It was planned to name the pub the Agatha Christie until the company controlling Dame Agatha’s estate became aware. Wetherspoons further intended to theme the pub, using photographs and literary history about the celebrated Torquay author. However, Agatha Christie Limited raised objections and the idea was dropped. Eddie Gershon, for Wetherspoons, said: “We have named numerous pubs after famous people around the UK for many years. We have named them after well known people without having to get permission. If Agatha Christie Ltd were happy for the pub to be called the Agatha Christie because of her associations with the resort we would have been proud to use it, but we won’t pay for the privilege.”
Torbay’s tourism project manager Carolyn Custerson warned at the time that inappropriate use of the ‘brand’ could jeopardise plans to develop the Bay’s Christie links, including a yearly festival and an official Agatha Christie Centre. Carolyn said her main reservation with the naming of the pub was that Dame Agatha did not drink alcohol.
The fall-back name comes from the pub’s location. The Wintergardens site was originally Abbey Place, a parade of businesses and hotels. One of these businesses was the grocer Slade and Sons, established in 1837. In 1846 an advert in the Torquay Directory announced to “The Nobility, Gentry and Public” that Stiven’s & Co had appointed, “Mr JJ Slade as sole agent for their Green Ginger Wine … a most delicious, safe and cooling beverage in spring water, superior to any mixture yet introduced”. Hence, apparently, our new Wetherspoon became the Green Ginger.
Of course, Torquay once had more than one Wetherspoon’s – alongside the Green Ginger there was the London. Then came a process of restructuring as the company pulled back. At one time Tim Martin believed that Britain could sustain 1,500 Wetherspoon’s. Now he thinks the figure is more likely 1,000-1,200. During the early 1990s, Wetherspoons had a policy of routinely closing its smaller or less profitable outlets, often replacing them with larger nearby premises. But in 2016 it began to sell 45 of its establishments across the country. There are now around 100 ex-Wetherspoon pubs, the London being one of those casualties. Accordingly in February 2017 the London Inn became a Yates. It was launched with, “a VIP weekend featuring Celebrity Big Brother’s Calum Best.” As the brilliant Peter Cook was born in Torquay, it’s good to see that we retain our love of satire.
As a bit of Torquay trivia, the Strand was the original site for inns before Torquay began to explode its population and drinking venues in around 1800. One of the earliest was the Bird in the Hand which became the London Inn and then Wolfinden’s London Inn in 1840, and eventually the Royal Hotel. On around the same site as the original London Inn, we had the Wetherspoons London. It’s now just Yates’. Our pubs change and evolve as does the town.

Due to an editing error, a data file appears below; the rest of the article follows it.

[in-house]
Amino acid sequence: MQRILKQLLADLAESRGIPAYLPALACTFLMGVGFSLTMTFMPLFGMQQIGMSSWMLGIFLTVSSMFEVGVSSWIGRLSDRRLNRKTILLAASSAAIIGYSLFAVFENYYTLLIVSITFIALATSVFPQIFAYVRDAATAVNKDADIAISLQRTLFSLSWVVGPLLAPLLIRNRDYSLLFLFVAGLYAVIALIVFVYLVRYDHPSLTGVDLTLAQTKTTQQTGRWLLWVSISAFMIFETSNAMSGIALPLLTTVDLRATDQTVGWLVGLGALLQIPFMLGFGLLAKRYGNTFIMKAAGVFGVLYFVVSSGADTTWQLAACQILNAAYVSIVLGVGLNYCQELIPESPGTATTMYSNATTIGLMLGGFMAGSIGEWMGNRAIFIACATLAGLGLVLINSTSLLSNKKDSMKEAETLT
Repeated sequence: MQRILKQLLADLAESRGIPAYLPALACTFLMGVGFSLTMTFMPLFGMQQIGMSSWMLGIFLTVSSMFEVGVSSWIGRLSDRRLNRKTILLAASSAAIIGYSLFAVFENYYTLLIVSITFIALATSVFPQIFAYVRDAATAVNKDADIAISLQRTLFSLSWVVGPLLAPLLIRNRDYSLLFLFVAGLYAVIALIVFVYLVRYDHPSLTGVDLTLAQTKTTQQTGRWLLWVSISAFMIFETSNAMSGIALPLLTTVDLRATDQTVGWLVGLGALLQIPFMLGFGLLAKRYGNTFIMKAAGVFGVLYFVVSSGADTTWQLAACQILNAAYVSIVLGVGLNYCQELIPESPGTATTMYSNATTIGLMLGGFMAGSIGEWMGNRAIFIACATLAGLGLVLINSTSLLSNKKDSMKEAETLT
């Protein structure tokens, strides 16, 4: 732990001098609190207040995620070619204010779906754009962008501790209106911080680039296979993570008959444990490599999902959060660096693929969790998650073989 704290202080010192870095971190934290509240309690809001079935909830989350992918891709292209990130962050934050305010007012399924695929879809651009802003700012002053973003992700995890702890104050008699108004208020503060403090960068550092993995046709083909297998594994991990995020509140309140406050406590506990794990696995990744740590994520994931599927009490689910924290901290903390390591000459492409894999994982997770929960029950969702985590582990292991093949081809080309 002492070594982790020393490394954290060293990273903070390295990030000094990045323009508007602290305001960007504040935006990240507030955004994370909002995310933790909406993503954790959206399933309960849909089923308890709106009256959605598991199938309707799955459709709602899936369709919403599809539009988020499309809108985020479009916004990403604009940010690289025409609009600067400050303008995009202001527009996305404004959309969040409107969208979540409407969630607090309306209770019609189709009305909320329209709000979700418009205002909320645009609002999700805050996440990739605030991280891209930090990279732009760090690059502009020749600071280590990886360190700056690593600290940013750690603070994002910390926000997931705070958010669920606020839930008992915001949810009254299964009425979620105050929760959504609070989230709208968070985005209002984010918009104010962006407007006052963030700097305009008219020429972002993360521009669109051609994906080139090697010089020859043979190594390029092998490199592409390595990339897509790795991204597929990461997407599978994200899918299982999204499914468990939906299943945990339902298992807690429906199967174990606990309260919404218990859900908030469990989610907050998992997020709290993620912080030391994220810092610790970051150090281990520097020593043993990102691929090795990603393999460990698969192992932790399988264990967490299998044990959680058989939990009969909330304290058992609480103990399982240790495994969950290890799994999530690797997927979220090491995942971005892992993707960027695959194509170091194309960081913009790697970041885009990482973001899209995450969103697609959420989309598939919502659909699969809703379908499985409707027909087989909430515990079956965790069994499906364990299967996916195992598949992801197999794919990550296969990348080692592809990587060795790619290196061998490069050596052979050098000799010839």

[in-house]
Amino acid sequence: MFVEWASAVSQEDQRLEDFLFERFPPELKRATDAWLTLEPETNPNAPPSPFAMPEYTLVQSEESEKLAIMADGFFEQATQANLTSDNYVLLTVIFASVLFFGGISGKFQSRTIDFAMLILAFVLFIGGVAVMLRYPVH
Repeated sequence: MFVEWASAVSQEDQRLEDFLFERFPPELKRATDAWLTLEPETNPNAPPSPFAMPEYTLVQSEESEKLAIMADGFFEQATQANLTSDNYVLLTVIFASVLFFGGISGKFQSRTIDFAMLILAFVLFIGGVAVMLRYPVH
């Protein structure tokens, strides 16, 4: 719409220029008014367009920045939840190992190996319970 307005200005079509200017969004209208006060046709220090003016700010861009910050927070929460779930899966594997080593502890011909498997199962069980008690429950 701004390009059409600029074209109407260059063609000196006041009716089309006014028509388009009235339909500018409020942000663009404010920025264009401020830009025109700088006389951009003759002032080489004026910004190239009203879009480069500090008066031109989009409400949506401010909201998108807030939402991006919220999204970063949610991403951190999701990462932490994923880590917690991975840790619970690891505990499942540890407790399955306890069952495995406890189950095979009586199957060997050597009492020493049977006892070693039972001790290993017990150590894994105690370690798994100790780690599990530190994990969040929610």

It’s now not long to Wetherspoon’s 40th birthday. While pubs around the country are closing at a rate of 30 per week, the brand is still going strong having consolidated its position in the Bay. Yet, some won’t drink in Wetherspoons due to Tim Martin’s politics, knowing that Wetherspoon’s profits are used to further his campaigns – as one of the most prominent voices backing Brexit he gave £200,000 to Vote Leave.
There was also criticism in 2013 when it was revealed that close to 80% of the company’s employees were minimum wage and zero-hour contracts. Tim Martin defended this practice, saying Wetherspoon’s staff on zero-hours contracts were still able to claim holiday pay, sick pay and maternity pay, as well as being able to claim free shares and bonuses. We’ll probably leave it to Wetherspoon’s past and current staff members to tell us what they really feel about their jobs…
Operating on paper-thin margins and with a high turnover of staff, Wetherspoon’s comes in for a lot of criticism. Some of us see them as pub lite, soulless, cavernous town-centre drinking pits, the McDonalds or Tesco of the pub world, the haunt of older gentlemen eager to tell you where Britain went wrong and the spring board for young binge drinkers. Much hostility is also focussed on the purchasing power of Wetherspoons which undercuts the traditional pub, drives Bay hostelries out of business, so reducing choice.
On the other hand, perhaps those Bay pubs that serve the same expensive drinks week after week, and which employ surly staff, may not deserve to survive. At least Wetherspoons are free houses and have supported smaller brewers. Others see them as Britain’s best-value restaurant chain, a cafe that serves a wide range of inexpensive beers, from well-managed venues that are safe for women.
So, if you’re a devotee or a critic, do let us know what you think about the irresistible rise of the Torbay Wetherspoon?